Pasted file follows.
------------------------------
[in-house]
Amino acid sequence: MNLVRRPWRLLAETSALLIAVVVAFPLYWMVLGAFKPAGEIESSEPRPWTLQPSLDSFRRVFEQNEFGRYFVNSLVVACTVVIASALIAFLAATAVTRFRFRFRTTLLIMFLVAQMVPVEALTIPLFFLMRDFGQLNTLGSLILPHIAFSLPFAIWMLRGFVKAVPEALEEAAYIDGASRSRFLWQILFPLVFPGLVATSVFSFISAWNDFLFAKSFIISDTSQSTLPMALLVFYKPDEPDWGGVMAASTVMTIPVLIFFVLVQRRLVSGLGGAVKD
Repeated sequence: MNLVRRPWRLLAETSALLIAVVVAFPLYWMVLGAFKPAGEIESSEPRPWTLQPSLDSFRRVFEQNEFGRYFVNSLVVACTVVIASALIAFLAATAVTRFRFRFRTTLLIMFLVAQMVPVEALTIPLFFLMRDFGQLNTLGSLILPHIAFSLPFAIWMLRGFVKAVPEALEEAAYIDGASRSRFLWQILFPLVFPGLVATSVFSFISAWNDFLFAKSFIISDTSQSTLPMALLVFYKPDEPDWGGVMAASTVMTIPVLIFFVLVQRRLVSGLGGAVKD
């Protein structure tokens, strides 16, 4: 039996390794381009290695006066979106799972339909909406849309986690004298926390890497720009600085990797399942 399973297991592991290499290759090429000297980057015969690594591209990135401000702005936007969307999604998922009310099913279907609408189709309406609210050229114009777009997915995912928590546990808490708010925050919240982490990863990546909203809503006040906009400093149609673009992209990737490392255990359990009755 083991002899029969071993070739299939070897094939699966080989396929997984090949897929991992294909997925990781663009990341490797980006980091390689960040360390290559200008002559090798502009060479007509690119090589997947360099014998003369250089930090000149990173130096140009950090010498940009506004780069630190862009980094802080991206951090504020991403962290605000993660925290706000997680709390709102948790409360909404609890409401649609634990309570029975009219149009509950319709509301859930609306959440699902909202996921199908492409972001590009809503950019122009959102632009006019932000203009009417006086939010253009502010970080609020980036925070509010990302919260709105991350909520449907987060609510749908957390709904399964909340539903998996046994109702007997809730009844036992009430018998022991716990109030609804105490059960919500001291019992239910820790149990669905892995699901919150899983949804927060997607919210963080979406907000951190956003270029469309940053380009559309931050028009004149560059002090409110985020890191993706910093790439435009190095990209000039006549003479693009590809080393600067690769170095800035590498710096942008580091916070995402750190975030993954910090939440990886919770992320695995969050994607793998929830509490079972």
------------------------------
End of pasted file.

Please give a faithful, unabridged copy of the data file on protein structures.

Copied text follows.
[in-house]
Amino acid sequence: MNLVRRPWRLLAETSALLIAVVVAFPLYWMVLGAFKPAGEIESSEPRPWTLQPSLDSFRRVFEQNEFGRYFVNSLVVACTVVIASALIAFLAATAVTRFRFRFRTTLLIMFLVAQMVPVEALTIPLFFLMRDFGQLNTLGSLILPHIAFSLPFAIWMLRGFVKAVPEALEEAAYIDGASRSRFLWQILFPLVFPGLVATSVFSFISAWNDFLFAKSFIISDTSQSTLPMALLVFYKPDEPDWGGVMAASTVMTIPVLIFFVLVQRRLVSGLGGAVKD
Repeated sequence: MNLVRRPWRLLAETSALLIAVVVAFPLYWMVLGAFKPAGEIESSEPRPWTLQPSLDSFRRVFEQNEFGRYFVNSLVVACTVVIASALIAFLAATAVTRFRFRFRTTLLIMFLVAQMVPVEALTIPLFFLMRDFGQLNTLGSLILPHIAFSLPFAIWMLRGFVKAVPEALEEAAYIDGASRSRFLWQILFPLVFPGLVATSVFSFISAWNDFLFAKSFIISDTSQSTLPMALLVFYKPDEPDWGGVMAASTVMTIPVLIFFVLVQRRLVSGLGGAVKD
């Protein structure tokens, strides 16, 4: 039996390794381009290695006066979106799972339909909406849309986690004298926390890497720009600085990797399942 399973297991592991290499290759090429000297980057015969690594591209990135401000702005936007969307999604998922009310099913279907609408189709309406609210050229114009777009997915995912928590546990808490708010925050919240982490990863990546909203809503006040906009400093149609673009992209990737490392255990359990009755 083991002899029969071993070739299939070897094939699966080989396929997984090949897929991992294909997925990781663009990341490797980006980091390689960040360390290559200008002559090798502009060479007509690119090589997947360099014998003369250089930090000149990173130096140009950090010498940009506004780069630190862009980094802080991206951090504020991403962290605000993660925290706000997680709390709102948790409360909404609890409401649609634990309570029975009219149009509950319709509301859930609306959440699902909202996921199908492409972001590009809503950019122009959102632009006019932000203009009417006086939010253009502010970080609020980036925070509010990302919260709105991350909520449907987060609510749908957390709904399964909340539903998996046994109702007997809730009844036992009430018998022991716990109030609804105490059960919500001291019992239910820790149990669905892995699901919150899983949804927060997607919210963080979406907000951190956003270029469309940053380009559309931050028009004149560059002090409110985020890191993706910093790439435009190095990209000039006549003479693009590809080393600067690769170095800035590498710096942008580091916070995402750190975030993954910090939440990886919770992320695995969050994607793998929830509490079972």